Dell today announced a partnership with MakerBot to offer Replicator 3D printers and scanners to small and medium-sized businesses looking for faster and more affordable ways of prototyping. The products are slated to become available for purchase from Dell’s 3D printing webpage on February 20 in the US.
Dell argues that adding MakerBot 3D printers and scanners to its existing portfolio of workstations will let it offer an end-to-end 3D design solution: engineers can design and test new product concepts, architects can create 3D prototypes during the design phase, and startups can experiment with new product designs and artistic models. The deal ensures MakerBot Replicator products will be the only FDM technology sold through Dell’s small business channel in the US.
Here is the product lineup Dell plans to sell:
- MakerBot Replicator 2 Desktop 3D Printer – 100-micron layer resolution and a 410-cubic-inch build volume priced at $2,199.
- MakerBot Replicator 2X Experimental 3D Printer – features experimental dual extrusion optimized for printing with MakerBot ABS Filament, available for $2,799.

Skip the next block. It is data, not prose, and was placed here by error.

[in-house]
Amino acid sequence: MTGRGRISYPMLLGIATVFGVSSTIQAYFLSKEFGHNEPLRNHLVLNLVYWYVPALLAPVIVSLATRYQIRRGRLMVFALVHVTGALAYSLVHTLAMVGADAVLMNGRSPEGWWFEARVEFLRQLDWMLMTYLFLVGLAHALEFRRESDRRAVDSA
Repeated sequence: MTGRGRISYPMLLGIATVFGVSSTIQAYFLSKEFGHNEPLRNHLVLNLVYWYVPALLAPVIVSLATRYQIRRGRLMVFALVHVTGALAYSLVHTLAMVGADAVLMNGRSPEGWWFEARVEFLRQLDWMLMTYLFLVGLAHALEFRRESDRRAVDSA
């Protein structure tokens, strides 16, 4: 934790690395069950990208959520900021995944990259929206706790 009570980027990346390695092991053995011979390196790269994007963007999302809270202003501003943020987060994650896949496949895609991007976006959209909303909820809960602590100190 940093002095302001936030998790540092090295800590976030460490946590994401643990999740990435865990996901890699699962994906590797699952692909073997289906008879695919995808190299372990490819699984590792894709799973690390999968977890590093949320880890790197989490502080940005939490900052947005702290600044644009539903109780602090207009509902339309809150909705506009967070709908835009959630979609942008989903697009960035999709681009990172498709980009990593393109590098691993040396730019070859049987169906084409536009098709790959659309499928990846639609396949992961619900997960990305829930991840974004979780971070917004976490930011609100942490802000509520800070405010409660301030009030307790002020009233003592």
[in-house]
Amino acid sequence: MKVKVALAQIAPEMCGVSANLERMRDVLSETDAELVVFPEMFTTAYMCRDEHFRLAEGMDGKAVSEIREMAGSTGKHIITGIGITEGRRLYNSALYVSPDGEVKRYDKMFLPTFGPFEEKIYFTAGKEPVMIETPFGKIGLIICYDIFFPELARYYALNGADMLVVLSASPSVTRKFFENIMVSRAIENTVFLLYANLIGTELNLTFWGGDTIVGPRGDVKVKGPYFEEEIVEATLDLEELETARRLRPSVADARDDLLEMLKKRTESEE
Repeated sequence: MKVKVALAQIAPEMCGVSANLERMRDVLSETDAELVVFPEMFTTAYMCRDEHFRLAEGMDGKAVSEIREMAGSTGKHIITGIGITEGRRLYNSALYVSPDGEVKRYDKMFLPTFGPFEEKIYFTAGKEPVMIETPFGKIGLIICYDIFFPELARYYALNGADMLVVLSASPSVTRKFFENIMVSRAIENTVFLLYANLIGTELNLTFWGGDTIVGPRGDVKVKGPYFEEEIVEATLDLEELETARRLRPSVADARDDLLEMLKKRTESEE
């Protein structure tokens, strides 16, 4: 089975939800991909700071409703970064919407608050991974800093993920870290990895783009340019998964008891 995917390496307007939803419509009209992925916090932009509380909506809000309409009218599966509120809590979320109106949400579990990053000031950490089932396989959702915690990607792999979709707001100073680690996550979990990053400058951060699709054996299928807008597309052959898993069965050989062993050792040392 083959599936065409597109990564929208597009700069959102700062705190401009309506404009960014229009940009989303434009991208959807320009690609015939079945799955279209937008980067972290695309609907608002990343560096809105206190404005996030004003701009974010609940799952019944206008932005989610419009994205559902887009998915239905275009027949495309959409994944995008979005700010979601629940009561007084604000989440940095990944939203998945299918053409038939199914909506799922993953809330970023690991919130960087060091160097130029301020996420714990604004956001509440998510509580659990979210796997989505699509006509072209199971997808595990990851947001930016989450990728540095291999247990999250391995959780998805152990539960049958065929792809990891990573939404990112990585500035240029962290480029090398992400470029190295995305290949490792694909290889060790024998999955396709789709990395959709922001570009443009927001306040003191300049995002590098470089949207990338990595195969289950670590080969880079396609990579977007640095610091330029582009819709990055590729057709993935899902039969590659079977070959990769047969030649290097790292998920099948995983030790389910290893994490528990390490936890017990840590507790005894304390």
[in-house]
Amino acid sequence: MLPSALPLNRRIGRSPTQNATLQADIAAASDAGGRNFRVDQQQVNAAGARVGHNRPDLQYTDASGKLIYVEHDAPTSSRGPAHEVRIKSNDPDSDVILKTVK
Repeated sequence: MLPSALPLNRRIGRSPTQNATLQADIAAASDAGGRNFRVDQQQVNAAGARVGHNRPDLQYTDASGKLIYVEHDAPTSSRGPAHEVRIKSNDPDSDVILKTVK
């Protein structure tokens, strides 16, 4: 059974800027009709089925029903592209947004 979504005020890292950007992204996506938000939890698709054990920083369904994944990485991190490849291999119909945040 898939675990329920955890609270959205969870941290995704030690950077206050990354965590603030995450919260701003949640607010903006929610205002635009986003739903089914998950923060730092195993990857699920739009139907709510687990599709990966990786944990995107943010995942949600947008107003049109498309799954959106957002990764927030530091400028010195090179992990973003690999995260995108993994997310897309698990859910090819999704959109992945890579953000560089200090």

- MakerBot Replicator Mini Compact 3D Printer – fast and easy one-touch 3D printing will be available in the spring at an anticipated price of $1,375.
- MakerBot Replicator Desktop 3D Printer – provides a large build volume and fast print times to accelerate rapid prototyping and model making, available for pre-order at $2,899.
- MakerBot Replicator Z18 3D Printer – massive build volume and the best price to performance ratio in its category, available in the spring of 2014 for $6,499.
- MakerBot Digitizer Desktop 3D Scanner – optimized for use MakerBot Replicator Desktop 3D Printers and MakerBot Thingiverse, available at the price of $949.
Unsurprisingly, MakerBot is very pleased with the announcement. “Partnering with Dell is another step in building out the MakerBot 3D Printing Ecosystem that makes 3D printing easy and accessible for everyone,” MakerBot CEO Bre Pettis said in a statement. “Dell has done a great job with supporting and enabling small businesses, and we are excited to bring our 3D printing solutions to their customers to unlock their creativity.”
MakerBot certainly gains more exposure for its product line, while Dell can say it is helping small businesses find cost-effective alternatives to enlisting off-site or overseas prototyping facilities. If the two companies are right, a growing number of American designers and engineers will soon be designing, building, and iterating faster and cheaper with 3D printing.
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